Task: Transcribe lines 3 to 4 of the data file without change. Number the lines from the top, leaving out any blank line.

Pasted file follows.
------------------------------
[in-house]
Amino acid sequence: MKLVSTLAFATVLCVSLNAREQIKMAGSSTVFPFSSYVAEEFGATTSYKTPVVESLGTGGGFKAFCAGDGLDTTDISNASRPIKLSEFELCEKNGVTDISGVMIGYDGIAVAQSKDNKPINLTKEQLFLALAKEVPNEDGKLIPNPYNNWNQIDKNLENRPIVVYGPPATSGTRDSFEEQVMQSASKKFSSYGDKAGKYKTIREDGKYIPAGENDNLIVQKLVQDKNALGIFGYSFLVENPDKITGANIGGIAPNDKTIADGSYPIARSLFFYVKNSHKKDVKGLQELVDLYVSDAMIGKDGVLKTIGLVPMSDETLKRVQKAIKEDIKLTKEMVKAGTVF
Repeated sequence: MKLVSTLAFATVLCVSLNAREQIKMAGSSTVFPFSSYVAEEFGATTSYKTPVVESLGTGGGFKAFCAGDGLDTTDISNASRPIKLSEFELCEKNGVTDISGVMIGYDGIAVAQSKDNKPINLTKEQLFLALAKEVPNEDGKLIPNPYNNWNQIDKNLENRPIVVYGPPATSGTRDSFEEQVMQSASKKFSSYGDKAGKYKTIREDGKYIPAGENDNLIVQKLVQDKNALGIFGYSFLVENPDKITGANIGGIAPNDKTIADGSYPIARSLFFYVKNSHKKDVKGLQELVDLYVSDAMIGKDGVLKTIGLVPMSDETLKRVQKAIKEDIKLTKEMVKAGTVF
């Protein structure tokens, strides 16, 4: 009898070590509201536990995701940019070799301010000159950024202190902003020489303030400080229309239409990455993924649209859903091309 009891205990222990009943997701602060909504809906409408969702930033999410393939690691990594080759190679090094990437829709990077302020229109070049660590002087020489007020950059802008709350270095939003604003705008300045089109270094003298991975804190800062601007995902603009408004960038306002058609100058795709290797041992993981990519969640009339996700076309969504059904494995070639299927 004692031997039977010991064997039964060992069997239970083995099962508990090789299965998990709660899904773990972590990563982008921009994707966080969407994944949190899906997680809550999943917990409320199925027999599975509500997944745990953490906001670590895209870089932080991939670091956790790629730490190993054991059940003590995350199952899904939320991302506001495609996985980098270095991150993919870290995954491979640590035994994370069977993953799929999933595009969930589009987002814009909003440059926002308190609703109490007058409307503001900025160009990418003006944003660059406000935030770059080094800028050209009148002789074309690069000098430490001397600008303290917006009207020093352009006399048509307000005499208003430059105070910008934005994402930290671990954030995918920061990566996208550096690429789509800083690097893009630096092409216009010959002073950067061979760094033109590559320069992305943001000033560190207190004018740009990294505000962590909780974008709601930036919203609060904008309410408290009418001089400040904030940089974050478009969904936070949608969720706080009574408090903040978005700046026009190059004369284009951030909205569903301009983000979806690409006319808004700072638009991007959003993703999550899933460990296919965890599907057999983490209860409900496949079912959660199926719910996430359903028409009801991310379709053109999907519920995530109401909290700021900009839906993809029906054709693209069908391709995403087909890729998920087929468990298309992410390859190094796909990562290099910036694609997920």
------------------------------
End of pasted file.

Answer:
Repeated sequence: MKLVSTLAFATVLCVSLNAREQIKMAGSSTVFPFSSYVAEEFGATTSYKTPVVESLGTGGGFKAFCAGDGLDTTDISNASRPIKLSEFELCEKNGVTDISGVMIGYDGIAVAQSKDNKPINLTKEQLFLALAKEVPNEDGKLIPNPYNNWNQIDKNLENRPIVVYGPPATSGTRDSFEEQVMQSASKKFSSYGDKAGKYKTIREDGKYIPAGENDNLIVQKLVQDKNALGIFGYSFLVENPDKITGANIGGIAPNDKTIADGSYPIARSLFFYVKNSHKKDVKGLQELVDLYVSDAMIGKDGVLKTIGLVPMSDETLKRVQKAIKEDIKLTKEMVKAGTVF
């Protein structure tokens, strides 16, 4: 009898070590509201536990995701940019070799301010000159950024202190902003020489303030400080229309239409990455993924649209859903091309 009891205990222990009943997701602060909504809906409408969702930033999410393939690691990594080759190679090094990437829709990077302020229109070049660590002087020489007020950059802008709350270095939003604003705008300045089109270094003298991975804190800062601007995902603009408004960038306002058609100058795709290797041992993981990519969640009339996700076309969504059904494995070639299927 004692031997039977010991064997039964060992069997239970083995099962508990090789299965998990709660899904773990972590990563982008921009994707966080969407994944949190899906997680809550999943917990409320199925027999599975509500997944745990953490906001670590895209870089932080991939670091956790790629730490190993054991059940003590995350199952899904939320991302506001495609996985980098270095991150993919870290995954491979640590035994994370069977993953799929999933595009969930589009987002814009909003440059926002308190609703109490007058409307503001900025160009990418003006944003660059406000935030770059080094800028050209009148002789074309690069000098430490001397600008303290917006009207020093352009006399048509307000005499208003430059105070910008934005994402930290671990954030995918920061990566996208550096690429789509800083690097893009630096092409216009010959002073950067061979760094033109590559320069992305943001000033560190207190004018740009990294505000962590909780974008709601930036919203609060904008309410408290009418001089400040904030940089974050478009969904936070949608969720706080009574408090903040978005700046026009190059004369284009951030909205569903301009983000979806690409006319808004700072638009991007959003993703999550899933460990296919965890599907057999983490209860409900496949079912959660199926719910996430359903028409009801991310379709053109999907519920995530109401909290700021900009839906993809029906054709693209069908391709995403087909890729998920087929468990298309992410390859190094796909990562290099910036694609997920």